Say goodbye to the roses and rainbows, Arizona softball team, it’s about to get a bit murkier.
The Wildcats head back on the road for a three-game set at Cal this weekend, leaving the friendly confines of Hillenbrand Stadium.
Friendly? We’re talking BFFs here, two-sides-to-a-heart-necklace-type love. Arizona is more comfortable at home than a kangaroo in the outback, 22-0 and coming off a three-game run explosion against Stanford.
Now comes the hard part: Adjusting their power game to the brutal road terrain that is the Pac-12, where the Wildcats have started 1-5 away from home.
“I’m hoping this weekend will be a breakout weekend,” said Arizona coach Mike Candrea, whose Wildcats open against the Bears at 3 p.m. today at Levine-Fricke Field. “‘It’s not like they haven’t ever played on the road. We went to Palm Springs, we went to Fullerton. But it’s a matter for us about being a quick starter on the road.
“We haven’t been real aggressive early in the game, in the first game. I think they understand the sense of urgency you have to have.”
In Arizona’s first two conference road trips of the year, the offense has sputtered badly — against UCLA on March 15, the Cats managed two hits in a 1-0 loss; at Arizona State on March 28, they struck out 16 times against Dallas Escobedo in a 2-1 loss.
Everyone, from senior to true freshman, has clenched the bat a little too tight, felt the sweat bead up at the brow.
That’s what happens when you take away the mammoth home-field advantage that the rabid Arizona fanbase offers. Now, the players have to find a way to energize themselves.
“It’s tough going on the road. We don’t have our amazing fan base,” Chelsea Goodacre said. “It’s a little different. We have to learn to take that in, learn how to get after it. We have a young team; a lot of the older girls know what it’s like and they’ve seen it. The only thing we can do is play our game.”
And that’s been a power game, as Arizona has bashed its way to the conference lead in batting average, home runs and runs scored.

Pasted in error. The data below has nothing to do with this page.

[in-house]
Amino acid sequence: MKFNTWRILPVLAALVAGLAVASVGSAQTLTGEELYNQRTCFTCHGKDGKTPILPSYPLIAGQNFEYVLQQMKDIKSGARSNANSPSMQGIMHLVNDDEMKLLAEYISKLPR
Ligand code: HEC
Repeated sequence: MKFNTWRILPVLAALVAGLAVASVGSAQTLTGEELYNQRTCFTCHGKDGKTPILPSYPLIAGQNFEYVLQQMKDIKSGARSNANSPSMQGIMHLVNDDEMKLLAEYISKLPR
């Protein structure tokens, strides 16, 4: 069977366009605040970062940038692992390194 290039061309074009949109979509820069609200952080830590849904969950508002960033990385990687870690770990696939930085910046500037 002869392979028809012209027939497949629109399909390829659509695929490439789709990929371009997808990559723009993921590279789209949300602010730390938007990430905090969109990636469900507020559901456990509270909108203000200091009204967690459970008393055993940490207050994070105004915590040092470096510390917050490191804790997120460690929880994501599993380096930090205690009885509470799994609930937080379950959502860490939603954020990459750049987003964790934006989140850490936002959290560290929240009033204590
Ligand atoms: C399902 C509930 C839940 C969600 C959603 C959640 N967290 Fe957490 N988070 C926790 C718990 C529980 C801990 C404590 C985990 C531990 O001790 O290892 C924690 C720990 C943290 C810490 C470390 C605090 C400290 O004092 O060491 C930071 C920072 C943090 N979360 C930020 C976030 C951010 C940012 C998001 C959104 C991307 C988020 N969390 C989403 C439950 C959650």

Now if the Wildcats can only find a way to corral those walks. Arizona has offered free passes this season like raffle tickets, come one, come all.
The Wildcats have issued 164 walks this year, matching their offensive number.
How good has the offense been to support the wildness? Arizona has out-hit it opponents 356-170.
“It’s been a pattern of late; we’ve got to be aware of how it can affect us,” Candrea said. “Both (starting pitchers Kenzie Fowler and Estela Piñon) are smart enough to recognize it. Kenzie is very comfortable with putting runners on base, especially the meat of the order.”
With a relatively short workweek and little live action — Candrea said the Wildcats went live just once this week — Arizona pitchers have been unable to get to the root of the problem, if there even is one.
“It’s one of those things the more you talk about, the worse it gets,” Candrea said. “They understand the situation. All you can do is show them the results of what happens and try to correct it.”
Sounds a little bit like Arizona’s play on the road.
The Wildcats know what has plagued them, and what they need to correct it.
“This is very important — it separates great teams from good teams,” Candrea said. “Every game we approach the same way, at home or on the road, but I know in the scheme of things, how important these wins are.”